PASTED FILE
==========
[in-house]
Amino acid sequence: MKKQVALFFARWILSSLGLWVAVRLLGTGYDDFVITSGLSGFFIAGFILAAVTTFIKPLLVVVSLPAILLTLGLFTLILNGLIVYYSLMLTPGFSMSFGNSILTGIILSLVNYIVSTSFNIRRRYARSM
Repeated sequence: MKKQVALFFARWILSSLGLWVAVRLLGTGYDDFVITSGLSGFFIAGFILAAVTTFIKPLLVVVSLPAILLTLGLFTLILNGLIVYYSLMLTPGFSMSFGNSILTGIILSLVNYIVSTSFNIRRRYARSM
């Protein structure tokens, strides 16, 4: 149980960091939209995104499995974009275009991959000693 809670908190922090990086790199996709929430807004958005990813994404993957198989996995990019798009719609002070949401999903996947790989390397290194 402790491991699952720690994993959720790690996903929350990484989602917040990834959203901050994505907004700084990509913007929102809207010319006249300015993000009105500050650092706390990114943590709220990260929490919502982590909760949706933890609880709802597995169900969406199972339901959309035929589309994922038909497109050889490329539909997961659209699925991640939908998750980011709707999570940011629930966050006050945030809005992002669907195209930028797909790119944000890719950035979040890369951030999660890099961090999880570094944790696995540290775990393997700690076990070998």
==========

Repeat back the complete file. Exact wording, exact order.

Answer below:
[in-house]
Amino acid sequence: MKKQVALFFARWILSSLGLWVAVRLLGTGYDDFVITSGLSGFFIAGFILAAVTTFIKPLLVVVSLPAILLTLGLFTLILNGLIVYYSLMLTPGFSMSFGNSILTGIILSLVNYIVSTSFNIRRRYARSM
Repeated sequence: MKKQVALFFARWILSSLGLWVAVRLLGTGYDDFVITSGLSGFFIAGFILAAVTTFIKPLLVVVSLPAILLTLGLFTLILNGLIVYYSLMLTPGFSMSFGNSILTGIILSLVNYIVSTSFNIRRRYARSM
């Protein structure tokens, strides 16, 4: 149980960091939209995104499995974009275009991959000693 809670908190922090990086790199996709929430807004958005990813994404993957198989996995990019798009719609002070949401999903996947790989390397290194 402790491991699952720690994993959720790690996903929350990484989602917040990834959203901050994505907004700084990509913007929102809207010319006249300015993000009105500050650092706390990114943590709220990260929490919502982590909760949706933890609880709802597995169900969406199972339901959309035929589309994922038909497109050889490329539909997961659209699925991640939908998750980011709707999570940011629930966050006050945030809005992002669907195209930028797909790119944000890719950035979040890369951030999660890099961090999880570094944790696995540290775990393997700690076990070998």